So what's going on? Zephyr is obsessed with imposing journalistic standards on the blogosphere. We can debate the merits of this issue, and good points can be made on both sides (I think it's a dumb idea). But what Zephyr did, and which I find unconscionable, is that she took the Armstrong Williams issue, and made up shit about our involvement with the Dean campaign to score points.
I'm not sure how he gets to Armstrong Williams--Armstrong was getting funneled tax-payer money he never should have gotten in the first place and never disclosed anything; Kos was getting private money and he did make a fig-leaf disclosure (albeit only for one of his clients). But read Kos's post and see what sort of strokes he's working in.
(Bonus Kos note: In this post Kos writes, "it's not every day that I link to the so-called-liberal New Republic, but I like Ryan Lizza (he should write for TAP!)." I'm sure Lizza loves that endorsement.
What annoyed me most was Kos' June 9th, 2003 "full disclosure" was where he states: "Some of you may be upset, but there's nothing I can do about it. I have to make my living...". The old "I have to make a living" argument prized by drug dealers, women of the night, and petty thieves. It's also typical for that growing element on the Left, who increasingly lack principles, and then claim 'it's out of my control'.
What annoyed me most was Kos' June 9th, 2003 "full disclosure" where he states: "Some of you may be upset, but there's nothing I can do about it. I have to make my living...". The old "I have to make a living" argument prized by drug dealers, women of the night, and petty thieves. It's also typical for that growing element on the Left, who increasingly lack principles, and then claim 'it's out of my control'.
Jason, that kind of generalization just makes you look like an idiot and widen the divide between right and left. I'm sure you can cite examples and some of them would be right but but the generalization is still wrong.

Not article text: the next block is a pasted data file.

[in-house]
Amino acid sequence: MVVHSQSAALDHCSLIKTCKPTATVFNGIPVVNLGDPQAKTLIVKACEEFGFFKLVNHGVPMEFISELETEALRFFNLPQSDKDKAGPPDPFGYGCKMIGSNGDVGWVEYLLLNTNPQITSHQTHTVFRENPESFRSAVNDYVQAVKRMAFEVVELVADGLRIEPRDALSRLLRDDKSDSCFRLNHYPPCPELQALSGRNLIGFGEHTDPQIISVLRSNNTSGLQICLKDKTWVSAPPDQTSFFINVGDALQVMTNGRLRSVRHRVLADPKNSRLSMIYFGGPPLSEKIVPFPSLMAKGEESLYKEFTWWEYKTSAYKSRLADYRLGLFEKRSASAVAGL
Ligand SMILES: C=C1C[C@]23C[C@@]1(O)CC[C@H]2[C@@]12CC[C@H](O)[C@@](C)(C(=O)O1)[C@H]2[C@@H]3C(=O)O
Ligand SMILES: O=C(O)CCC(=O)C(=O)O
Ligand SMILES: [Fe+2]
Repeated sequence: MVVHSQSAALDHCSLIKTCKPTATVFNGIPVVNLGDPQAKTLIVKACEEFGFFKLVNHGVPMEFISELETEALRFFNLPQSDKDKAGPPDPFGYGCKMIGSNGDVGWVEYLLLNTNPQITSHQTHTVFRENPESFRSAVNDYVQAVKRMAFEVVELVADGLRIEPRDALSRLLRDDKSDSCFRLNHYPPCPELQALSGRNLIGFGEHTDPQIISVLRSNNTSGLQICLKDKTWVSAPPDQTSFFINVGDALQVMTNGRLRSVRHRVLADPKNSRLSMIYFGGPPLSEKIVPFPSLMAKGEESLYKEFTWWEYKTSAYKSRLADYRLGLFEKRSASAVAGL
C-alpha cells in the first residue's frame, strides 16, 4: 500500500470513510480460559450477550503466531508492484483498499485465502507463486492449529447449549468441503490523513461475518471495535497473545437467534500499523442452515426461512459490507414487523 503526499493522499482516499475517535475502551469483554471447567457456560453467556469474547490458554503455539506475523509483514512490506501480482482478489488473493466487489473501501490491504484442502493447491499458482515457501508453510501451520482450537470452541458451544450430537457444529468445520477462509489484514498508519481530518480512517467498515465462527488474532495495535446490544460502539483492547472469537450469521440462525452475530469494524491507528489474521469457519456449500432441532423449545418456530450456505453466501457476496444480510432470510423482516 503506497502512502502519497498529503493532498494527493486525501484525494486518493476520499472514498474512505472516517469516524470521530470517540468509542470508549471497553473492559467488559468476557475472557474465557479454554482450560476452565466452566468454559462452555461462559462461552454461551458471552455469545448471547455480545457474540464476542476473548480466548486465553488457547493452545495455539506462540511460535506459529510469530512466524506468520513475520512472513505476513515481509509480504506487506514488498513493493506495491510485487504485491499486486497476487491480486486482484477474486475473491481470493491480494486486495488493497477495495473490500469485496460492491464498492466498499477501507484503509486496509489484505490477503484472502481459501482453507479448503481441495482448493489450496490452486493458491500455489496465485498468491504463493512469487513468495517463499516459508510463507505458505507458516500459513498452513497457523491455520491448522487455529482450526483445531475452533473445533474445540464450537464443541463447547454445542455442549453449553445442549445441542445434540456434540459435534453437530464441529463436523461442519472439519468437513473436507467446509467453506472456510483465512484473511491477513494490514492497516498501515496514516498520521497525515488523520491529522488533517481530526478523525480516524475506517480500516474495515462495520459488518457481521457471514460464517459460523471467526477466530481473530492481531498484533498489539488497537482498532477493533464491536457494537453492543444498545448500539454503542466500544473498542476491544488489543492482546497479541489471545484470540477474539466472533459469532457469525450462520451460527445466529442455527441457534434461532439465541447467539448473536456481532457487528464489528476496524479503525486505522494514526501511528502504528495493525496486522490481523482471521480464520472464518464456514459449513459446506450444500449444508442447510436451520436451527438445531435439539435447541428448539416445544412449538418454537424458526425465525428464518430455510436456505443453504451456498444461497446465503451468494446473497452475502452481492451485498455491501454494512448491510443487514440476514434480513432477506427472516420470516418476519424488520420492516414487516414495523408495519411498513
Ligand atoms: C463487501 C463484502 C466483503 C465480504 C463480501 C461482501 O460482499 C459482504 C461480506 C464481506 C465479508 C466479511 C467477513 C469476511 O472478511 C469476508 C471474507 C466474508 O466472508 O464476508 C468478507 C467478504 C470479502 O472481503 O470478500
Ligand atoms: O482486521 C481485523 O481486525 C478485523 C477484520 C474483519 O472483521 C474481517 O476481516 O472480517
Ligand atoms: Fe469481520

Thanks for the lesson Jack. I appreciate your efforts to teach. However, if I believe Kos lacks moral principles because he shamelessly takes money from political campaigns and excuses himself by stating he has to "make a living" AND this appears totally normal to him, AND his blog is one of the most widely read by persons on the Left (praised by Tereza Heinz no less), then yes I do think there is a "growing element" on the Left as I noted (notice the existential not universal quantifier to discourage overgeneralization) that lacks integrity.
I continue to be amazed at the efforts to define, and thereby contain blogdom. The idea of imposing journalistic-- or any-- standards on a phenomenon that is specifically about nothing, seems absurd.
If some blogger wants to pretend to legitimize himself by some act of "full disclosure", fine. And anyone who finds that blogger suddenly more credible is certainly entitled to hold such a belief. But they are fooling themselves. The blogosphere is exactly what you see today, nothing more, nothing less.
How would you make such standards uniform or universal? Issue a Blogging License?
If political blogs have any utility then there is added value in identifying blogs that do not constitute bought opinions. This might be done through some type of 'accreditation', where a blogger pays a small fee to be listed as 'free of any conflict of interest'. The premium the blogger pays would be offset by increased readership. I personally don't want to spend my time reading commentary from people payed off of campaign money.
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